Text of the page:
My expectations for "Playing the Angel" were probably impossibly high, but
I am seriously underwhelmed. I would only give it two stars if I wasn't confident
that it will grow on me. Every other DM album has, I'm sure PTA will be no different.

I never thought that I could say this, but I think Martin Gore's obsession with
pain, suffering, and sardonic religious themes actually seems overdone on this album. It would have been nice to have at least ONE song about sex, nihlism, or lying just to break it up a bit :-) Many of the lyrics come off as stale and corny.
"John the Revelator" includes a line rhyming up "revelator", "elevator" and
"smooth operator"...*cringe* Anyone who grew up in the 80's would probably agree that the only valid excuse for such lyrical cheese is to intentionally inflict pain :-)

That being said, the highlights from PTA have to be "Suffer Well" and
"A Pain That I'm Used To". "Precious" is in a class by itelf, nothing
else quite compares. "The Sinner in Me" and "I Want it All" are evocative of
the more synth-driven tracks from SoFaD, and have strong growth potential.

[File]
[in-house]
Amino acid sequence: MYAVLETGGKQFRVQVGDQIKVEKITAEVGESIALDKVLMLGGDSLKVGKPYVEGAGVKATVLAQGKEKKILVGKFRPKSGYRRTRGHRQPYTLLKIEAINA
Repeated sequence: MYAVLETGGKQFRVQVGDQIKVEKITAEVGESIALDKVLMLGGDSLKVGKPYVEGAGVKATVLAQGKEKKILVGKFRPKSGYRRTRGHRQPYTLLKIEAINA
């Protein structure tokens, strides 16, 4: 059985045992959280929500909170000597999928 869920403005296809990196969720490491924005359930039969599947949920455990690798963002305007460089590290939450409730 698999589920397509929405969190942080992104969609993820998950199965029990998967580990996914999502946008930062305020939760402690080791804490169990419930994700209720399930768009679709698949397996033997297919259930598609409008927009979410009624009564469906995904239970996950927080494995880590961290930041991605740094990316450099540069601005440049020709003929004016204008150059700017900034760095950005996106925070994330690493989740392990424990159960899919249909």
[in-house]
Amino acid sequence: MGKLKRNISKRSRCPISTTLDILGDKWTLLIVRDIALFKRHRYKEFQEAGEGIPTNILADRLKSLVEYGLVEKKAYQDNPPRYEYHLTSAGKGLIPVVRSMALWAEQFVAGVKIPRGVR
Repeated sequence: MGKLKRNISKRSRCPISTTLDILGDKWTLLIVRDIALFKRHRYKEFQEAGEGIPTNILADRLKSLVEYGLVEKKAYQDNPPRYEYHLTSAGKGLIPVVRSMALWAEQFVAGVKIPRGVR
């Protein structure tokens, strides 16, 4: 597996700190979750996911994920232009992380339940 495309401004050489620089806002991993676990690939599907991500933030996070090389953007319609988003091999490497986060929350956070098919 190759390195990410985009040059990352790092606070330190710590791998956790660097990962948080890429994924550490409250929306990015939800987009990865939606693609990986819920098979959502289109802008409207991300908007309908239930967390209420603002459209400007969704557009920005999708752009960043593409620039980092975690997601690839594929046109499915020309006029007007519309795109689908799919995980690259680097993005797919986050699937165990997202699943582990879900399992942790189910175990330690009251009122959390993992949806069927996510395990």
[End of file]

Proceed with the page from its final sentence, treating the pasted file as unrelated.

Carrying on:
Ironically, the most hopefull tracks, "Macro" and "Nothing's Impossible",
are actually the most lugubrious and tedious. The one instrumental track, "Introspectre", is a perfect example of how much musical complexity they have lost without Alan Wilder. Most notably, PTA lacks a high-energy
arena-rock song, practically a DM trademark. "John the Revelator" is probably supposed to fill this role, but I still can't cut through the aforementioned lyrical cheese.

wal-marx ,

Is it worth it?

Hell yes, it is. Stop waiting around for a record better than Violater, it isn't out there. This is Depeche Mode now, not fifteen years ago, and they've made a fantastic record. The sounds are beautiful, there is a real edgy tension in everything, even the slower tracks, and Dave sounds amazing as ever. One does not find groups that stay relevant and challenging after so many years. DM does both, with authority, energy, and honesty. This sounds like the kind of record made by a band about to be huge, and that's almost unheard of after so much time and so much history.

By the way, Martin Gore remains one of the greatest songwriters of the past 25 years, period.

atticbase ,

Bring Back Flood as a Producer

It is obvious the DM takes on the sound of whatever producer they are using at the time. Had this albums been produced by Flood or Alan Wilder this could have been a return to form. Unfortunately, the synths can actually annoy and take away from the overall feeling the song is trying to invoke. The overall feel of the album is a feeling of unfinished work, like the album didn't go into post-production before final pressing. I do give cudos to Dave Gahan though, his songs are actually better than Martin's. Buy individual songs, not the whole album.

About Depeche Mode